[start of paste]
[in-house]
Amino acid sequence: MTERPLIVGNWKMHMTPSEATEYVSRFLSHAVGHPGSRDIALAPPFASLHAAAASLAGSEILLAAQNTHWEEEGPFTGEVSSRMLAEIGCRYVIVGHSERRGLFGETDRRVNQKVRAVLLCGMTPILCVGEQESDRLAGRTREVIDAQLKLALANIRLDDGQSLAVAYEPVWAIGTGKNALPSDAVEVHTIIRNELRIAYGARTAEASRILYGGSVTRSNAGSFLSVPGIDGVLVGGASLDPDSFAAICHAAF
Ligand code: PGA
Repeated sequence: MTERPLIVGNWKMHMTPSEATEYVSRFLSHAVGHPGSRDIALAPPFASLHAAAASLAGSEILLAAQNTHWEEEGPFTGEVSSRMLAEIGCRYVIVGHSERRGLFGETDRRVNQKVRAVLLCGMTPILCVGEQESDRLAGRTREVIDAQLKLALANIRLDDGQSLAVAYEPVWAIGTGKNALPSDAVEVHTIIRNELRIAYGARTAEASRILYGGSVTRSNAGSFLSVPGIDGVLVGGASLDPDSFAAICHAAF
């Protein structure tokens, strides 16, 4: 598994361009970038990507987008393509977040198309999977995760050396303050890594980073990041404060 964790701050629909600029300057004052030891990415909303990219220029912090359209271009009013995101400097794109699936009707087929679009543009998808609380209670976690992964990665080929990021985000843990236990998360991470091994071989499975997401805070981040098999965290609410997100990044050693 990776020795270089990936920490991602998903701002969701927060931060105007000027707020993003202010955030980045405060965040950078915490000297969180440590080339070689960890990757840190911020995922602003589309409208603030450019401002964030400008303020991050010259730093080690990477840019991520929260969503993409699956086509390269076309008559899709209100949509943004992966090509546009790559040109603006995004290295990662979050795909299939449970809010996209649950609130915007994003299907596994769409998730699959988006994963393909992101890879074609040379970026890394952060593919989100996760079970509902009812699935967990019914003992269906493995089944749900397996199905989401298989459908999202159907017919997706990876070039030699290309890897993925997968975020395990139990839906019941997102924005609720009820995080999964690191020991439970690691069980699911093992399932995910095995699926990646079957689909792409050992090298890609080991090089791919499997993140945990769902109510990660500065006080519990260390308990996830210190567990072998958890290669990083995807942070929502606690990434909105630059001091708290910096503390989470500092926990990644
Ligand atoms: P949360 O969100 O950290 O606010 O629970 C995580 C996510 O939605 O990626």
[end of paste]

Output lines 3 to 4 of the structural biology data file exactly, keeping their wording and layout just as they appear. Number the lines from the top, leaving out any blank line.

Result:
Ligand code: PGA
Repeated sequence: MTERPLIVGNWKMHMTPSEATEYVSRFLSHAVGHPGSRDIALAPPFASLHAAAASLAGSEILLAAQNTHWEEEGPFTGEVSSRMLAEIGCRYVIVGHSERRGLFGETDRRVNQKVRAVLLCGMTPILCVGEQESDRLAGRTREVIDAQLKLALANIRLDDGQSLAVAYEPVWAIGTGKNALPSDAVEVHTIIRNELRIAYGARTAEASRILYGGSVTRSNAGSFLSVPGIDGVLVGGASLDPDSFAAICHAAF